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(9 Posts)
Whyesob Fri 29-Jul-16 20:15:26

Posting here for traffic. I have posted here before and have found it incredibly helpful. Please help me find a way out. I am unable to find a job. I have tried very hard, applying everywhere I thought I could ( going by the requirements of the job) but no luck. May I add that I have got a specialisation, although the have been out of work for quiet some time now. My ideal situation would be working in a Legal environment as a (paralegal, legal associate that sort) but not limited to those roles. Even having a starter position in a law firm would be ideal. I have applied through legal recruitment firms and directly to the law firms but unfortunately haven't had much luck. Any input from legal people out there who can guide me in the right direction would be greatly appreciated . I am a the verge of a break down.

MatildaTheCat Fri 29-Jul-16 20:18:49

My friend who is a lawyer has said people in your position often come in as admin staff/ secretarial roles sometimes as a temp and then have to make a fantastic impression. Is that an option?

StrawberryQuik Fri 29-Jul-16 20:19:45

Do you have a law degree? All the paralegals I know have one.

You could try applying for general admin roles in law firms and try to work your way up?

Volunteering somewhere like CAB might look good on your CV as well.

Whyesob Fri 29-Jul-16 20:22:30

StrawberryQuik: yes, I have got Masters in law.
MatildaThecat: I am more than willing to do that but unable to find a way in

hazell42 Sun 31-Jul-16 06:29:50

I don't know anything about being a paralegal, but I do know about getting a job as I am an employability mentor. There are a couple of things that you need to do.
Look at your CV. Where are the gaps? You said that your qualification was some time ago. Do your qualifications need updating? Are there any courses that you need to go on? What about experience? If you haven't done anything in that line of work for a while, why not find somewhere that you can volunteer that will give you recent experience. Volunteering also shows a whole lot of other things - such as drive, commitment etc, so definitely worth considering.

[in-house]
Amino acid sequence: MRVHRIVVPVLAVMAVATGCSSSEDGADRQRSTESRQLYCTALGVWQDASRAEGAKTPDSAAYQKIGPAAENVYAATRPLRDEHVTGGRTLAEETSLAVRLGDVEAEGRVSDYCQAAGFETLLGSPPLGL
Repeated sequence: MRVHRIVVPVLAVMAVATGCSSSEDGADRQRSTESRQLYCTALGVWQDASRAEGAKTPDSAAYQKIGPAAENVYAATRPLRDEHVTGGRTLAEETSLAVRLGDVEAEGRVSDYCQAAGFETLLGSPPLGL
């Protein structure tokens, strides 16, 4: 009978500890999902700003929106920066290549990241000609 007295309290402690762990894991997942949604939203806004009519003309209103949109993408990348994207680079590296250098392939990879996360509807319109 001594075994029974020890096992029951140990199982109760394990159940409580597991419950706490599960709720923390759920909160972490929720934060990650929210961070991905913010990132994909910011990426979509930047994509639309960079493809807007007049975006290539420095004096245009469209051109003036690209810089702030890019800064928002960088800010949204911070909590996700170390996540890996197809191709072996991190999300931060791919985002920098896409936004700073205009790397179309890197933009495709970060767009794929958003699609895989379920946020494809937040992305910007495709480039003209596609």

If you are not getting interviews, then the fault definitely lies with your application skills. If you feel that your qualifications/recent experience should get you an interview but they don't, go back and look at the way you are presenting information. If the job you are applying for has a person spec, you need to demonstrate that you have every single one of the qualities that they are looking for. I usually tell my mentees to copy and paste the specification into the Any Other Information part of an application, and use them as headings. for everything that they want, you then demonstrate how you match it. This is tedious, because it means that each application has to be individual, but it is worth spending the time. Employers can tell when you have given them a generic application, and if competition is fierce (which it sounds like it is), you won't get a look in.
If you are getting interviews but not getting the job, then you need to brush up on your interview skills. If you are the nervous type, try to do some relaxation type exercises before you go. Watching someone stammer and splutter their way through an interview can be excruciating for the interviewer and is unlikely to show you in a positive light.